On previous article we have discussing on how to choose your children preschool. One of important parts is that you should visit the school to see it for yourself on how the school manages the student learning and activity.
Here are some questions you can ask when visiting:
Do you teach reading and writing at all? Please remember, there is not a right or wrong answer. You, as a parent need to know whether this is important to you.
What is the adult/child ratio the school tries to maintain? Every state dictates what the state requires, but all schools have their own set of guidelines within the state system. With more children in the class, there is also more opportunity for playmates.
What is the sick child policy? Every school has a different sick child policy. As a mom, I did not want my kids around sick kids all the time.
How often are new toys bought and how often are old toys thrown out? This was important not only because of the safety but also the longer a toy is in circulation the more germs live on it. At some point, the dirt just doesn’t wash off anymore. Also, times change and new toys come out on the market. In addition, when dealing with items like puzzles, pieces will disappear. I wanted my child to be able to complete the puzzle, not have one piece missing.
What is the communication system between the school and the parent? Some schools send home a monthly calendar of the upcoming month, while some schools send out a letter on Friday that sums up the week in review. Most schools have conferences. Moms like to hear how wonderful their preschooler is. If the school detects what they believe might be a problem such as hearing, speech, sight, or even a behavioral problem, what is their method of informing you?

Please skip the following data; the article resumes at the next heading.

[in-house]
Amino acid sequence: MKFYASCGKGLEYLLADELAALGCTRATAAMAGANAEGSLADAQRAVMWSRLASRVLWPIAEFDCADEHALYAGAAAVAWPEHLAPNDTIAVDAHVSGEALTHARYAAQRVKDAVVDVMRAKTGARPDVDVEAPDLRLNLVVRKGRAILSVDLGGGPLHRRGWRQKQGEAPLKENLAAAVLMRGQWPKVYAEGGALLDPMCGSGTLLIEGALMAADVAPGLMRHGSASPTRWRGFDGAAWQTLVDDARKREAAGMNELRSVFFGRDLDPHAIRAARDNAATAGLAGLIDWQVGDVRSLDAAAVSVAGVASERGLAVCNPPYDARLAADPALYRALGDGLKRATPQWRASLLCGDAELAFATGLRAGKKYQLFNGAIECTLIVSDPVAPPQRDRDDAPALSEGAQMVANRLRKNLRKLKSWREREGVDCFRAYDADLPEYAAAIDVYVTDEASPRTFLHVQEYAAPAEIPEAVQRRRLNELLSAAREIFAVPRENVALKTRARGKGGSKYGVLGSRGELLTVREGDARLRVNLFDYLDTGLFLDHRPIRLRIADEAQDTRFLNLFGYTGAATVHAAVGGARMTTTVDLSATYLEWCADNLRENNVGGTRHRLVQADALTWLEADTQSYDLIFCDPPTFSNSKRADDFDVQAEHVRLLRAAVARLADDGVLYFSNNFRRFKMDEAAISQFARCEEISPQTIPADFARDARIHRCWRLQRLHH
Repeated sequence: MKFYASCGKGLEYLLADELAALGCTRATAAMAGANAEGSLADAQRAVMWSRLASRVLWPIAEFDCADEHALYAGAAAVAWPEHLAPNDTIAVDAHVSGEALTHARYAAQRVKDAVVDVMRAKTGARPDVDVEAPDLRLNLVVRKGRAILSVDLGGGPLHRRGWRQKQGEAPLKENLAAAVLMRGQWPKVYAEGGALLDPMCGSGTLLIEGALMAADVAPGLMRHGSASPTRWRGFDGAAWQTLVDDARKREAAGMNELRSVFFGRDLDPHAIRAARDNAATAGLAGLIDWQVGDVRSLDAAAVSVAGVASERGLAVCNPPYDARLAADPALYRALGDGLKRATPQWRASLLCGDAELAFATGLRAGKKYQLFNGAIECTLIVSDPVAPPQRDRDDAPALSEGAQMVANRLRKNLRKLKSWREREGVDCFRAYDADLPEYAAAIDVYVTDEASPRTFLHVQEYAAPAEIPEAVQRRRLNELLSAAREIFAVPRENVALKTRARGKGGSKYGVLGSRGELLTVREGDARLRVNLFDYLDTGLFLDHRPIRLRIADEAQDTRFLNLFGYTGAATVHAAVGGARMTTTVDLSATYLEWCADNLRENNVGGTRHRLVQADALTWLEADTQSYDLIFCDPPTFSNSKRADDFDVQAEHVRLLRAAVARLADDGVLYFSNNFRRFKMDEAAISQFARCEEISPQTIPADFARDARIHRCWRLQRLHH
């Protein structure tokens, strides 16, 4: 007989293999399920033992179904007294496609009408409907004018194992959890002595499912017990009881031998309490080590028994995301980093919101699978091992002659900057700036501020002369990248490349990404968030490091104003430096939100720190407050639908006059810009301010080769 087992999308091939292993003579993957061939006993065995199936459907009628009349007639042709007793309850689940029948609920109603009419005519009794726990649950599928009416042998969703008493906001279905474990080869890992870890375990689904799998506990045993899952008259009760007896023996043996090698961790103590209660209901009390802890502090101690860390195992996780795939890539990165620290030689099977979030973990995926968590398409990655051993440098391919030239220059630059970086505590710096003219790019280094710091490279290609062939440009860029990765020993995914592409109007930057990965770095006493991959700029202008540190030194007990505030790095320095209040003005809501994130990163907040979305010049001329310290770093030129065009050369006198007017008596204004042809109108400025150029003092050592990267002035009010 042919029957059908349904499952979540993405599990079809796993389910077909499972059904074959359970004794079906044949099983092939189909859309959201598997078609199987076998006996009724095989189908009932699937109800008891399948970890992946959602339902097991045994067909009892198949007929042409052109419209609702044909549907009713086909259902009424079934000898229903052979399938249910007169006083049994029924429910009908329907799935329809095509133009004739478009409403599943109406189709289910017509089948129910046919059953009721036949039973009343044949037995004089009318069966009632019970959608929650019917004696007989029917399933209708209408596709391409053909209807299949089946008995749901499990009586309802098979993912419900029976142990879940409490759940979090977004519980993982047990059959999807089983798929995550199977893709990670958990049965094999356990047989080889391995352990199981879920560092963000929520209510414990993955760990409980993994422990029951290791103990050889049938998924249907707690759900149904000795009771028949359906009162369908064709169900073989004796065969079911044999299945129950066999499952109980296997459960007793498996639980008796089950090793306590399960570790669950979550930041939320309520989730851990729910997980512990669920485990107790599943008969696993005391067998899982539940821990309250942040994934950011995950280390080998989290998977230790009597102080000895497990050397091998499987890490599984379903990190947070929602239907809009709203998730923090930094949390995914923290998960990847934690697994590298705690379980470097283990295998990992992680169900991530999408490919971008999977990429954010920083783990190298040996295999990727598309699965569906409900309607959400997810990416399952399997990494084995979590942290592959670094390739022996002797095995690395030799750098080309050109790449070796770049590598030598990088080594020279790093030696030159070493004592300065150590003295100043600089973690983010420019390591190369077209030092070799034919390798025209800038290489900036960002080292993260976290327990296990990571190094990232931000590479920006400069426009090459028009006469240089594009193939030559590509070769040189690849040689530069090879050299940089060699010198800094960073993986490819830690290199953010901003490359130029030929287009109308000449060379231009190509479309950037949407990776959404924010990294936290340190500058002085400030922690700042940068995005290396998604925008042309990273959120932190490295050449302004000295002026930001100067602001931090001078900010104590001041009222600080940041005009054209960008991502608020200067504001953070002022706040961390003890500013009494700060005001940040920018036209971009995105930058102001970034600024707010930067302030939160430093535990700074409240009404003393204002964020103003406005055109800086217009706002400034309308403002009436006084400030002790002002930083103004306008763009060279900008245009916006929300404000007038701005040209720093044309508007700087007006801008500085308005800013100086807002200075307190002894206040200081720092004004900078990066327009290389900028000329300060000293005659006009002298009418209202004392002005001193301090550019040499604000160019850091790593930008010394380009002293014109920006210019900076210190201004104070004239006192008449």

How are the children separated? Is it by age? Are there multi age classrooms? Does the system this school uses for developing classes meet your needs and the needs of your child? Every child is different.
What are the food rules at this school? Do children bring their own lunch? Are snacks served? Is the school peanut free? Some preschools choose to be peanut free to accommodate children who have peanut allergies. Are hot lunches served? If so, ask for a month long menu to see what foods are offered.
Without your child, it’s important for you to observe a class. Do the children interact with each other and with the adults? Do the children play both alone and with others? Are you seeing activities and toys that allow the child to be unique and creative? Or is every child told to make the same color flower?
Children are children. If you see two kids argue, how does the teacher solve the problem? How large are the classrooms? Is there enough space for different children to be playing with different items? For example is there space for two girls to play dress up while two boys build a train track? Where are the bathrooms in relation to the classroom?
Plan to visit the school during drop off time. Are kids eagerly running to their classrooms or are most kids unhappy to be there?
If you feel the school matches what you want, ask if you can bring your child for one day. Most schools will allow a test day. If your child is happy, you’ve just found the right school to enroll your child in.